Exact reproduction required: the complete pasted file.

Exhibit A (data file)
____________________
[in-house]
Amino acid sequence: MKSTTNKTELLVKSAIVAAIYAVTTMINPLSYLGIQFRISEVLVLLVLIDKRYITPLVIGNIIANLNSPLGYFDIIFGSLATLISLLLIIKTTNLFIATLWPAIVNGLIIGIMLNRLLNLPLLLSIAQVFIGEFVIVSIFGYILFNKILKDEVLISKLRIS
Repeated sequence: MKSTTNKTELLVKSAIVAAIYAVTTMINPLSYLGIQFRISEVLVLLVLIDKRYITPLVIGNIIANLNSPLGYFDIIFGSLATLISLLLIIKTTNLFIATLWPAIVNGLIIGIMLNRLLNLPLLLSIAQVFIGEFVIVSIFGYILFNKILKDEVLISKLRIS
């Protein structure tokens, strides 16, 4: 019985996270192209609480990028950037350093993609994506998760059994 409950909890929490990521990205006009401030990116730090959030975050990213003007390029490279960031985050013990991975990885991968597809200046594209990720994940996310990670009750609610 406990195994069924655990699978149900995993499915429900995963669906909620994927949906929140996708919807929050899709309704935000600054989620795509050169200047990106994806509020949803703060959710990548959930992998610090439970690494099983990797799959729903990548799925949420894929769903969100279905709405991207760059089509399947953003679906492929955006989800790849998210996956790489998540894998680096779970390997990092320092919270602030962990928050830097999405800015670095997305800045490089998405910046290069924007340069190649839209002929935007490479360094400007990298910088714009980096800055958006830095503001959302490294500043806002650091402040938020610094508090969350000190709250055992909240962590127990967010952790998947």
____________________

[in-house]
Amino acid sequence: MKSTTNKTELLVKSAIVAAIYAVTTMINPLSYLGIQFRISEVLVLLVLIDKRYITPLVIGNIIANLNSPLGYFDIIFGSLATLISLLLIIKTTNLFIATLWPAIVNGLIIGIMLNRLLNLPLLLSIAQVFIGEFVIVSIFGYILFNKILKDEVLISKLRIS
Repeated sequence: MKSTTNKTELLVKSAIVAAIYAVTTMINPLSYLGIQFRISEVLVLLVLIDKRYITPLVIGNIIANLNSPLGYFDIIFGSLATLISLLLIIKTTNLFIATLWPAIVNGLIIGIMLNRLLNLPLLLSIAQVFIGEFVIVSIFGYILFNKILKDEVLISKLRIS
């Protein structure tokens, strides 16, 4: 019985996270192209609480990028950037350093993609994506998760059994 409950909890929490990521990205006009401030990116730090959030975050990213003007390029490279960031985050013990991975990885991968597809200046594209990720994940996310990670009750609610 406990195994069924655990699978149900995993499915429900995963669906909620994927949906929140996708919807929050899709309704935000600054989620795509050169200047990106994806509020949803703060959710990548959930992998610090439970690494099983990797799959729903990548799925949420894929769903969100279905709405991207760059089509399947953003679906492929955006989800790849998210996956790489998540894998680096779970390997990092320092919270602030962990928050830097999405800015670095997305800045490089998405910046290069924007340069190649839209002929935007490479360094400007990298910088714009980096800055958006830095503001959302490294500043806002650091402040938020610094508090969350000190709250055992909240962590127990967010952790998947």